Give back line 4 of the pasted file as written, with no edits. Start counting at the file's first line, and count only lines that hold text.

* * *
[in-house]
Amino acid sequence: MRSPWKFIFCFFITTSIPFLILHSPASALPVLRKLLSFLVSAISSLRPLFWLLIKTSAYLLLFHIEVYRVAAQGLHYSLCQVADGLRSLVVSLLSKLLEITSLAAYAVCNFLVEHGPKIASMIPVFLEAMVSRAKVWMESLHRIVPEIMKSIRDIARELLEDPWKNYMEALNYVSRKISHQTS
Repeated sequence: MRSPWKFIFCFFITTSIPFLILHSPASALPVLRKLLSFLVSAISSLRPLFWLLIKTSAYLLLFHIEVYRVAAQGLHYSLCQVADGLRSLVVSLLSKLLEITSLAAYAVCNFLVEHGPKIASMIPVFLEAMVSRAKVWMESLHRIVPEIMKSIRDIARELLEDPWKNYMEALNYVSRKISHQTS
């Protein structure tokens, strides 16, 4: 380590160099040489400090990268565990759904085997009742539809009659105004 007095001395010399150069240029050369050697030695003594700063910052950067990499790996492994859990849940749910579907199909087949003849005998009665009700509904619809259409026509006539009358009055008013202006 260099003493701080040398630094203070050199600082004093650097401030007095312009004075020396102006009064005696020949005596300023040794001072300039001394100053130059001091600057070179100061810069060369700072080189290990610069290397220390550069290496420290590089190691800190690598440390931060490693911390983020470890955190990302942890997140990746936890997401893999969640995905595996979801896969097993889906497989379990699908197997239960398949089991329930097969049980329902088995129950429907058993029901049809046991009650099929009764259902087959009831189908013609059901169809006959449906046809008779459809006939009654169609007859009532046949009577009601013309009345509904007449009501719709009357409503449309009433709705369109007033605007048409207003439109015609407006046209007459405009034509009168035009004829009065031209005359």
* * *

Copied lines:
């Protein structure tokens, strides 16, 4: 380590160099040489400090990268565990759904085997009742539809009659105004 007095001395010399150069240029050369050697030695003594700063910052950067990499790996492994859990849940749910579907199909087949003849005998009665009700509904619809259409026509006539009358009055008013202006 260099003493701080040398630094203070050199600082004093650097401030007095312009004075020396102006009064005696020949005596300023040794001072300039001394100053130059001091600057070179100061810069060369700072080189290990610069290397220390550069290496420290590089190691800190690598440390931060490693911390983020470890955190990302942890997140990746936890997401893999969640995905595996979801896969097993889906497989379990699908197997239960398949089991329930097969049980329902088995129950429907058993029901049809046991009650099929009764259902087959009831189908013609059901169809006959449906046809008779459809006939009654169609007859009532046949009577009601013309009345509904007449009501719709009357409503449309009433709705369109007033605007048409207003439109015609407006046209007459405009034509009168035009004829009065031209005359």